hurling brickbats. But the demands of congressional Democrats that we throw in the towel in Iraq, their attempts to, constrain the president's freedom to destroy Iran's nuclear weapons program, the proposal of the Baker-Hamilton commission that we
appeal to Iran to help extricate us from Iraq-all of these may be read by the
radicals as signs of our imminent collapse. In the name of peace, they are
hastening the advent of the next war.

Mr. Muravchik is a resident scholar
at the American Enterprise Institute.

John Kaighn is a Registered Investment Advisor with Jersey Benefits Advisors and writes articles on various business and investment information, ideas and opportunities. For more information about this and other topics you can visit and

Saturday, June 23, 2007

Understanding the ROTH IRA

The ROTH IRA is a retirement product which allows the withdrawal of tax free income from a tax deferred account, and it is a fantastic savings vehicle for people of any age, but particularly for younger people. Congress created The Roth IRA on January 1, 1998 as a result of the Taxpayer Relief Act of 1997. It's named after the late Senator William V. Roth, Jr. The Roth IRA is different from the Traditional IRA because it provides no deduction for contributions, but if you meet certain requirements, all earnings are tax free when you or your beneficiary withdraw them, whereas with the Traditional IRA taxes would be due upon withdrawal. Some other benefits of the ROTH IRA are no early distribution penalty on certain withdrawals, and there is no requirement to take minimum distributions after age 70½.

While the decision to use a ROTH IRA is based on several factors, the presence of a retirement plan in the workplace is one of the major reasons for utilizing a ROTH IRA. If you still have the ability to save, after committing the maximum contribution to your 401k plan, then the ROTH IRA makes sense, because you are limited in the tax deductibility of contributions to a Traditional IRA, if you have a workplace pension plan or 401k. For people who have no workplace retirement plan, the bottom line is that most people are better off with the Roth IRA. The reason is that the dollar amount in Roth IRA is effectively larger than a Traditional IRA because it holds after-tax dollars. If you can take advantage of this feature of the Roth IRA by maximizing your contributions you'll add greater tax leverage to your retirement savings.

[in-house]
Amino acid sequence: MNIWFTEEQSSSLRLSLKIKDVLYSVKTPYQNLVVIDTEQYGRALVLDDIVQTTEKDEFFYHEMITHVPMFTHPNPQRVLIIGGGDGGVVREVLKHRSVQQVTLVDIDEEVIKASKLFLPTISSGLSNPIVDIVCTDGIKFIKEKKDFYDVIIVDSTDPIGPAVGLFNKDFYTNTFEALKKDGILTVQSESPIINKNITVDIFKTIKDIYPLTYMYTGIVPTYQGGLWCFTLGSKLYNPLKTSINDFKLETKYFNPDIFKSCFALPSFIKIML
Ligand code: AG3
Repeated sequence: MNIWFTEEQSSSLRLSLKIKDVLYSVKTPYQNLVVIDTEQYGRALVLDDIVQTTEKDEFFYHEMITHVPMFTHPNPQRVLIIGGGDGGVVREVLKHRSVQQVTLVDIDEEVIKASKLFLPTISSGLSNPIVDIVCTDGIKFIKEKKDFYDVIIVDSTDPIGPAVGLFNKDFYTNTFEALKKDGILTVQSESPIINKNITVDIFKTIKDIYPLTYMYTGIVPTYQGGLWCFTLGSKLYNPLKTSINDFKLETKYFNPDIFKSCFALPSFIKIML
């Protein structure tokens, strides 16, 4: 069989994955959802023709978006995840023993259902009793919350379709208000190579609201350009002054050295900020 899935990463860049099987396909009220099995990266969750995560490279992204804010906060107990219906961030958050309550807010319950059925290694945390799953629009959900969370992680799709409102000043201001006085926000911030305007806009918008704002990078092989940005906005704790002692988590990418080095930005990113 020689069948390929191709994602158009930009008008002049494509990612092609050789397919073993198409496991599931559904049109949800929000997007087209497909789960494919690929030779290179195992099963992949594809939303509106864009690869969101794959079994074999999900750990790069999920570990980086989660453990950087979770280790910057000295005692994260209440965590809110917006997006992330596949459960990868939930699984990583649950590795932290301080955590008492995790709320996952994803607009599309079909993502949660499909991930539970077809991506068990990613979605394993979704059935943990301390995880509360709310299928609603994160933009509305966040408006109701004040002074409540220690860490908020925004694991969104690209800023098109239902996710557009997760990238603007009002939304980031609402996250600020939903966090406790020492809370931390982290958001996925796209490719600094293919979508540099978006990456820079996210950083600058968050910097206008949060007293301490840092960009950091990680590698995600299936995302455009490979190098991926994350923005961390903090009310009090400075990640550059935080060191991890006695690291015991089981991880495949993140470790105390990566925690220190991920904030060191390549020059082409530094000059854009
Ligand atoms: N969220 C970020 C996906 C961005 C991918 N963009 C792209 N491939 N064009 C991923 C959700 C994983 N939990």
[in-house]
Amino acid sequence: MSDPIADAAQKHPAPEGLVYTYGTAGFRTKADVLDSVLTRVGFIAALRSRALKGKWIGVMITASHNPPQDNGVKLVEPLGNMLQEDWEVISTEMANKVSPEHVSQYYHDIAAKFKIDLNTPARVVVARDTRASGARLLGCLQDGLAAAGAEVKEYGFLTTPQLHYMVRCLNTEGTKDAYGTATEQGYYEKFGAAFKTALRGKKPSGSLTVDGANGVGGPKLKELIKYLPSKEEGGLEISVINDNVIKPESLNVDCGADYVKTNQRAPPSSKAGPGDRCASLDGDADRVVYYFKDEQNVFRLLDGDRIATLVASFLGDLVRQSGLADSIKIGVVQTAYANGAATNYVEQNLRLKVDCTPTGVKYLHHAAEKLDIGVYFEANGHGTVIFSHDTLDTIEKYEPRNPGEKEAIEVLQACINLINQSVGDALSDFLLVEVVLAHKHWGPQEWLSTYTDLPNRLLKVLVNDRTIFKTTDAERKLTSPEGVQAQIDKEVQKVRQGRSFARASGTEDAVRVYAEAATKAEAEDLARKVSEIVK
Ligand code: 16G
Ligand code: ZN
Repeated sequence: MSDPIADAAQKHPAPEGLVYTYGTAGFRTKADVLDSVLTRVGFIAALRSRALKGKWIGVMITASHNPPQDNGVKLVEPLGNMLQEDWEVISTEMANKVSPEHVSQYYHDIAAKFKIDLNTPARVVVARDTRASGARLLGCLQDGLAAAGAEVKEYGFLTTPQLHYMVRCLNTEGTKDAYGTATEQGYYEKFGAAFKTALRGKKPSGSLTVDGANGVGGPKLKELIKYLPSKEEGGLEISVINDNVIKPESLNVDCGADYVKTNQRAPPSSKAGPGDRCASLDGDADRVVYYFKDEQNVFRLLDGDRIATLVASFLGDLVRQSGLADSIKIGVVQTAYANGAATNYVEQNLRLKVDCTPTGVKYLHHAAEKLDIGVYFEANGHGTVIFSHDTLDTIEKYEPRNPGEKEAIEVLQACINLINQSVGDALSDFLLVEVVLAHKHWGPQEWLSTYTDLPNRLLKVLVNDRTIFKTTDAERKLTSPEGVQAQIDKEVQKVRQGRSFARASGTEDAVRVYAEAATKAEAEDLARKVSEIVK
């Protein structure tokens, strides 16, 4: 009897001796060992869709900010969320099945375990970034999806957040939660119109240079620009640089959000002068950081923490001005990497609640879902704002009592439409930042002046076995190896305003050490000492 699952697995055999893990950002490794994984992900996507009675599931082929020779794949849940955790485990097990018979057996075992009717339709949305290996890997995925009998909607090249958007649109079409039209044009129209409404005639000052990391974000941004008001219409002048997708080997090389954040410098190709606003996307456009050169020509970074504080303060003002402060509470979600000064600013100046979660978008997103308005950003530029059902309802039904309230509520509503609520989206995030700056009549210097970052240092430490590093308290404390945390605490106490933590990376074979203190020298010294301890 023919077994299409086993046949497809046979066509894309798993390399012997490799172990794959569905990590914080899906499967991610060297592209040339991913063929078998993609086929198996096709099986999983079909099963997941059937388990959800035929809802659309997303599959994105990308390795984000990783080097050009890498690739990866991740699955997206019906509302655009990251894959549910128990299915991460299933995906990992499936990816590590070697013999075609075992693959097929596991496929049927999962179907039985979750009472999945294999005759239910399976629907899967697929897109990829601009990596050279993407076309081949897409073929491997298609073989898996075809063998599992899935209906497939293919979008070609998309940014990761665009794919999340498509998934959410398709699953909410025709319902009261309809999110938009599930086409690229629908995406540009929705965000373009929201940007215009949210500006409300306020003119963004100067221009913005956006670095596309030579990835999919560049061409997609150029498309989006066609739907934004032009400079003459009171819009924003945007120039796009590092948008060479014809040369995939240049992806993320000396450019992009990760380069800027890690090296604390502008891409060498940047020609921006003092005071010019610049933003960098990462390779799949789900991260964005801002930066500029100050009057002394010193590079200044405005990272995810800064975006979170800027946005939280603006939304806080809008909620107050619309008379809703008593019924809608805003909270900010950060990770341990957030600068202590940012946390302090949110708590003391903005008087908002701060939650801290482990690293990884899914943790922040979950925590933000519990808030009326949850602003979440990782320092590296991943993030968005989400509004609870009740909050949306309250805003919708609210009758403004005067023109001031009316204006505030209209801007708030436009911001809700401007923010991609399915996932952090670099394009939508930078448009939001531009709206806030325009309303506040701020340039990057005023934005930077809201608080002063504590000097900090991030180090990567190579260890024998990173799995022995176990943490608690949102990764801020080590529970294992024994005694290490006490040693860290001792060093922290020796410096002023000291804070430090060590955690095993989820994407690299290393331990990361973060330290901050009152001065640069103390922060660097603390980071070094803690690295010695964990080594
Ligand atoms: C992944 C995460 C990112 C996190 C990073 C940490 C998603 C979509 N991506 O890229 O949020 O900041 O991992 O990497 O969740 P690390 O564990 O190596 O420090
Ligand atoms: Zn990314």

There are two ways to establish a Roth IRA either by making a regular contribution to a Roth IRA or by converting a traditional IRA to a Roth IRA. As mentioned before, contributions can be made to a Roth IRA even if you participate in a workplace retirement plan. These contributions can be as much as $4,000 for 2007 with a $1,000 catchup for those 50 and older. There are just two requirements for contributing to the ROTH IRA. First, you or your spouse must have compensation or alimony income equal to the amount contributed. Secondly, your modified adjusted gross income can't exceed certain limits. For the maximum contribution, the limits are $99,000 for single individuals and $156,000 for married couples filing joint returns. The amount you can contribute is reduced gradually and then completely eliminated when your modified adjusted gross income exceeds $114,000 for single individuals or $166,000 for married couples filing jointly. These dollar amounts apply through 2007. You can convert your regular IRA to a Roth IRA if your modified adjusted gross income is $100,000 or less, and if you're single or file jointly with your spouse. You'll have to pay tax in the year of the conversion, but for many people the long-term savings is preferrable to consequesnces of the tax incurred.